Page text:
Predicting Human Behaviour Through AI

A team from Columbia collaborated to produce an algorithm to give machines a more intuitive sense for what will happen next by leveraging higher-level associations between people, animals and objects.

Our algorithm is a step toward machines being able to make better predictions about human behaviour, and thus better co-ordinate their actions with ours. Our results open a number of possibilities for human-robot collaboration, autonomous vehicles, and assistive technology.
— Carl Vondrick, Assistant Professor of Computer Science at Columbia

Researchers state that it is the most accurate method up to date. After analysing thousands of movies and shows such as The Office and Desperate Housewives, the algorithm articulated human interactions into patterns and learnt to predict hundreds of activities such as high-fives and handshaking. When it is unable to predict the specific action, it finds a higher-level concept that links them, in this case, “greeting.”

Attempts have been made regarding predictive machine learning which initially attempted to create pixel-by-pixel representation of future outcomes. This machine learning system relies on abstract imaging of cues deemed important to social interactions. The algorithm decides whether to classify the action as a hug or even a non-action like “ignore” however, when uncertainty is high, these machine learning models are unable to find any commonalities between the possible options. After hours of watching the footage, the results told, the computer accurately guessed 43% of the time whereas its human computer parts guessed correctly 71% of the tine.

PhD students, Didac Suris and Ruoshi Liu, looked at the longer-range prediction problem from a different angle. In school, students learn the familiar rules of geometry such as straight lines are straight, and most machine learning systems obey these rules. However, other geometries have counter-intuitive properties where straight lines bend. Both Suris and Liu used these to build AI models that organised high-level concepts to predict humans' behaviour in the future.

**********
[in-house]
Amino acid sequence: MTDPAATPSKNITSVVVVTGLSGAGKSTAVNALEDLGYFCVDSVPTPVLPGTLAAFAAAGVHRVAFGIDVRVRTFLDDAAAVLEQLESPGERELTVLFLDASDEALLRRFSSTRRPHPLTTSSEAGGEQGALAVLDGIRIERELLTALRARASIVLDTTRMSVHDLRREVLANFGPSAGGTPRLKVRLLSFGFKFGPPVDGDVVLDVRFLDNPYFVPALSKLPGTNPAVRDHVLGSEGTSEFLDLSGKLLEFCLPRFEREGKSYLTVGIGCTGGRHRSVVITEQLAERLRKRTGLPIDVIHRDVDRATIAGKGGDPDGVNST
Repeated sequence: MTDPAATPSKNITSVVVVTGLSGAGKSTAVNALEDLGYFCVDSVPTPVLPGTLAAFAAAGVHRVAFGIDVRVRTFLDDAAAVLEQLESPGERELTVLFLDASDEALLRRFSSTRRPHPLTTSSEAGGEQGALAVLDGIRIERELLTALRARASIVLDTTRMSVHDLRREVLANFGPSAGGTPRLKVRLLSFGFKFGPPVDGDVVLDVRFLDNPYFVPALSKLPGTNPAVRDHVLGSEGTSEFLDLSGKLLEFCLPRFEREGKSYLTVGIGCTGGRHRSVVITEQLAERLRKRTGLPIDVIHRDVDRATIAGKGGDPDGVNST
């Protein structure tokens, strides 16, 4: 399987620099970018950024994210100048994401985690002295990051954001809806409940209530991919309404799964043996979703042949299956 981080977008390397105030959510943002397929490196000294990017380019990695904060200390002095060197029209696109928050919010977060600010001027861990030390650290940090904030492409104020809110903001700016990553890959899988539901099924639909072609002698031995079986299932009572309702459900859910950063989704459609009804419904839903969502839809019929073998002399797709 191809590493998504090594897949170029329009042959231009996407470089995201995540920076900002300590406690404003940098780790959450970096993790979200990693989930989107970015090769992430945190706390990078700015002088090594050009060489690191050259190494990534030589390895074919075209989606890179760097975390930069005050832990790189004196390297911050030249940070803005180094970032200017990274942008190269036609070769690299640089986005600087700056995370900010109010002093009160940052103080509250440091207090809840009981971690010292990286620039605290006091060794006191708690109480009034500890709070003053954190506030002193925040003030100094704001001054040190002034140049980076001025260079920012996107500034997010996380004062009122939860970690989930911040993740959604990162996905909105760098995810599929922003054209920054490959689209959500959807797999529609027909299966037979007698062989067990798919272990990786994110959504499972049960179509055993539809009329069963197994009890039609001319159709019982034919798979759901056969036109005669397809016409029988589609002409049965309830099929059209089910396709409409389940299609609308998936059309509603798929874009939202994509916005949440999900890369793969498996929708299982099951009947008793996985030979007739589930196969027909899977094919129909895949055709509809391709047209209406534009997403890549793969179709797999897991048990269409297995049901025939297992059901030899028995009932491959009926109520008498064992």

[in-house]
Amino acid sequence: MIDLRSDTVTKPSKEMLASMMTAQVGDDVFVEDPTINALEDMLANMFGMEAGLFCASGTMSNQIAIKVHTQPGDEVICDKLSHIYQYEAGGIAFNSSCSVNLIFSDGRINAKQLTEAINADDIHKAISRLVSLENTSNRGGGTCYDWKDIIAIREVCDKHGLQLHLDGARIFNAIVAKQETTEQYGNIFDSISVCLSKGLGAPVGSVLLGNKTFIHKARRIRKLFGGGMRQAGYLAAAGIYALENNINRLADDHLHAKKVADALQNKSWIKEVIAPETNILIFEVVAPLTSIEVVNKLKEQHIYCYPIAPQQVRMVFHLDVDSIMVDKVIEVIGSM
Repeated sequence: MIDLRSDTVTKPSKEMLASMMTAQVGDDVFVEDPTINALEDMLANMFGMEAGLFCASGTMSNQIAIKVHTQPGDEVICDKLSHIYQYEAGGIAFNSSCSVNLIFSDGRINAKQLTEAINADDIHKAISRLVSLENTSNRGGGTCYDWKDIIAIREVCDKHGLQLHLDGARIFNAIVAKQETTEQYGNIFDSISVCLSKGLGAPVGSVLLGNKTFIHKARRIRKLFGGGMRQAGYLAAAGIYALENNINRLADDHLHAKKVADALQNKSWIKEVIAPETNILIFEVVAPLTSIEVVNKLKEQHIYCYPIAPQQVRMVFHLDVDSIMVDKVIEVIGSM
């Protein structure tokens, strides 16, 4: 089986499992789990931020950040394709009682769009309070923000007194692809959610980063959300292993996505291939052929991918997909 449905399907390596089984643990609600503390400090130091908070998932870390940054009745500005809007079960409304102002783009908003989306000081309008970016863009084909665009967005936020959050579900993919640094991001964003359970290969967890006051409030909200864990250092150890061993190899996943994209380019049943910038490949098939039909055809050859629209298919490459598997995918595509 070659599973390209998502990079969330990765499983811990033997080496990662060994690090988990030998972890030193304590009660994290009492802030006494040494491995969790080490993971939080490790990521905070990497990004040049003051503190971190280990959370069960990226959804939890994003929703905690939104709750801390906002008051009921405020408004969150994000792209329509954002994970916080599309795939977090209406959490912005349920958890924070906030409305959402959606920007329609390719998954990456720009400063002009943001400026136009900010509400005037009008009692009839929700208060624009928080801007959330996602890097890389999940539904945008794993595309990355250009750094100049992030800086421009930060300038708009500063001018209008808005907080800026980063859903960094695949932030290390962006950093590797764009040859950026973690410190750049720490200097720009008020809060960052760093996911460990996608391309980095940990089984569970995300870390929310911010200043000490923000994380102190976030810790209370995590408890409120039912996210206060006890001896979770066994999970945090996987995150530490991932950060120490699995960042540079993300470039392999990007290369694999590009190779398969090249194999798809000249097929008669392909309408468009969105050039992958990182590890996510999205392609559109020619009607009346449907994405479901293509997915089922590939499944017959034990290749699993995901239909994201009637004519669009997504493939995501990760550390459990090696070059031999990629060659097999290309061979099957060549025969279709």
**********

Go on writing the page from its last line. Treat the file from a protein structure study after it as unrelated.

Not everything in the future is predictable. When a person can not foresee exactly what will happen, they play it safe and predict at a higher level of abstraction. Our algorithm is the first to learn this capability to reason abstractly about future events.
— Didac Suris

The mathematical framework allows the machines to organise events by their predictability in the future. For instance, swimming and running are forms of exercises, the machine can categorise these activities on its own. This technique could enable computers to size up a situation and make nuanced decisions. It is a critical step in building trust between humans and computers.

Trust comes from the feeling that the robot really understands people. If machines can understand and anticipate our behaviours, computers will be able to seamlessly assist people in daily activity.
— Ruoshi Liu

Whilst the new algorithm may permit accurate predictions, the next step is to verify the accuracy of these predictions outside of the lab. If the system can work in different environments, there are many possibilities to deploy machines and robots that may improve out safety, health and security.

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